in reply to Database searches with persistent results via CGI

I have written a similar search to the one you describe, this is the approach I took.

1. build an indexer which takes all the words used in the search and put them into a table with these columns.

word, record_id, word_count, word_in_title

word == the word itself
record_id == where the word points to
word_count == frequency of word in document
word_in_title == does word exist in title

searching for terms than goes like this( notice that I only put the % at the end of the like so it will still use an index! )

select record_id, sum(word_count), max(word_in_title) from TABLE where word like '$word%' group by record_id

if the user searches for multiple words than run the above statement multiple times and sum them up by record_id.

Spit them back out by the max word_count.

My example site: ( does no caching of results, still very quick )

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Re: Re: Database searches with persistent results via CGI
by elwarren (Priest) on May 10, 2002 at 17:23 UTC
    This is exactly what I was about to suggest, I love PerlMonks!

    I would take it one step further and build the table ahead of time. Put all the names in this table and run your search against it. This way you limit the amount of data you chug through inthe search and then just follow the pointer to the bigger records you want to return. So instead of searching 1.5m rows x 20 columns, you'll be searching .90m rows x 2 columns.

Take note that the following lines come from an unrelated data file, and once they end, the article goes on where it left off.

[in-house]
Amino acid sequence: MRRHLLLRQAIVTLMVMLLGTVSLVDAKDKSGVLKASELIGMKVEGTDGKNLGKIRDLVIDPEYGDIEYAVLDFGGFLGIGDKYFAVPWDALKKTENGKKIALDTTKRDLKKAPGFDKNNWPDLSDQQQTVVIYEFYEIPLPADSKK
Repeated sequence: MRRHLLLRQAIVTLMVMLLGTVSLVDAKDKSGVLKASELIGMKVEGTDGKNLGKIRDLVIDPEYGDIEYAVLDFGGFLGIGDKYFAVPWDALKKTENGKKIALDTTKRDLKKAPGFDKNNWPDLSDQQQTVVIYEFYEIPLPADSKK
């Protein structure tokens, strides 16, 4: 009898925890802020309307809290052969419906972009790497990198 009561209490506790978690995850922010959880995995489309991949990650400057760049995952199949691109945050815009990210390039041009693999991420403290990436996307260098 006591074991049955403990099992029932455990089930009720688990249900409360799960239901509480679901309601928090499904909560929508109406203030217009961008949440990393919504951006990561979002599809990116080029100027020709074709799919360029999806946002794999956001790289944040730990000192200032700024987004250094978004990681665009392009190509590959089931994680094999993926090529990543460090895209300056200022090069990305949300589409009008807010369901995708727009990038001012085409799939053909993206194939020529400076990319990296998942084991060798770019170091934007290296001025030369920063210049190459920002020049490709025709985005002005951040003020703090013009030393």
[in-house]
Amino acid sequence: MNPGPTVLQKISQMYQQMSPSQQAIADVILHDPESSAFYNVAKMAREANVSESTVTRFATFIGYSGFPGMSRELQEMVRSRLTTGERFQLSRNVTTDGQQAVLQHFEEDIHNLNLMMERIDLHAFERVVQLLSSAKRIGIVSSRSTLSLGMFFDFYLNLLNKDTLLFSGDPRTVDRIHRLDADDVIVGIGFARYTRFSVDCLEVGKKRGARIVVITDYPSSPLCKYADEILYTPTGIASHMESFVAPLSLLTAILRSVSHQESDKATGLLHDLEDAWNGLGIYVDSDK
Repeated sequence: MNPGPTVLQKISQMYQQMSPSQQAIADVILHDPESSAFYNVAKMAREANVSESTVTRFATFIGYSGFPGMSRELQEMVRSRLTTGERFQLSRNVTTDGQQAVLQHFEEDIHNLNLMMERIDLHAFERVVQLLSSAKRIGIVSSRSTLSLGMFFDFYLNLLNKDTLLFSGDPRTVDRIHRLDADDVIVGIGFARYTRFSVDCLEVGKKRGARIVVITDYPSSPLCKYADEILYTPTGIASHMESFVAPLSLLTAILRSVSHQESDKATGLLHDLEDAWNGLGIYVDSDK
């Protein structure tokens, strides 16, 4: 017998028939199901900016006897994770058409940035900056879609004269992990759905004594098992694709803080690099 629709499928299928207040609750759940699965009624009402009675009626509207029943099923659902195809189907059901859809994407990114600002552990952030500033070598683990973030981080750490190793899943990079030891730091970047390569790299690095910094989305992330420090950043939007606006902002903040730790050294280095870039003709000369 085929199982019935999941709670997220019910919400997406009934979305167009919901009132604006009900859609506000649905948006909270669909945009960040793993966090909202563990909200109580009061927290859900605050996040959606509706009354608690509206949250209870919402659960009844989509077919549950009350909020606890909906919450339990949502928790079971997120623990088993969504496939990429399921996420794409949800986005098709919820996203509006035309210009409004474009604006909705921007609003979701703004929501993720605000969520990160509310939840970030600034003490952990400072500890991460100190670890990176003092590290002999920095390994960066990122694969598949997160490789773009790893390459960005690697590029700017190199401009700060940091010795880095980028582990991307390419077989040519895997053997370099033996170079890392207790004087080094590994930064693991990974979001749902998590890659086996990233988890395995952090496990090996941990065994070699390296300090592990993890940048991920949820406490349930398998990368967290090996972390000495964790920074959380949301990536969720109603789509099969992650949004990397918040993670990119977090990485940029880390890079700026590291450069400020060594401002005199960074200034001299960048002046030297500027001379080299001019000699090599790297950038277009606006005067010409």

You could do this with a foreign key or you could do a split($name) and store the results in the first column. This would allow you to remove the LIKE and replace it with a regular match. When a user searches for 'JOHN%' the query would look kind of like this:
    select record_id from lookup where name = 'JOHN'
    and the table:
    NAME RECORD_ID ---- --------- JOHN 1 SMITH 1 BILL 2 SMITH 2 JOHN 3 DEER 3 JOHN 4 DOE 4
    and your result set would be 1,3,4. Say the user wanted all of the John Smiths out of the db, your query would look like:
    select record_id from lookup where name in ('JOHN', 'SMITH') group by record_id
    and your result would be 1, the group by only returns the one match because they are both the same record.

    Mucho faster than the big table. You can index both columsn and improve your speed again. If you're running Oracle then the name column is an ideal candidate for using a bitmap index. The record_id column would obviously perform better as your normal btree style index.

    Please please please do not create and drop temporary tables. If it's part of your design then make a table and insert and delete your records out of it. There is much more overhead in creating a table than there is inserting rows. Once you application is designed there should be no reason to be issuing DDL statements in production. Besides, we (the DBAs) hate going in and cleaning out temp tables because we need to figure why the developer left them all over and whether they still need them or not. If they're in your spec then they're exactly where they need to be.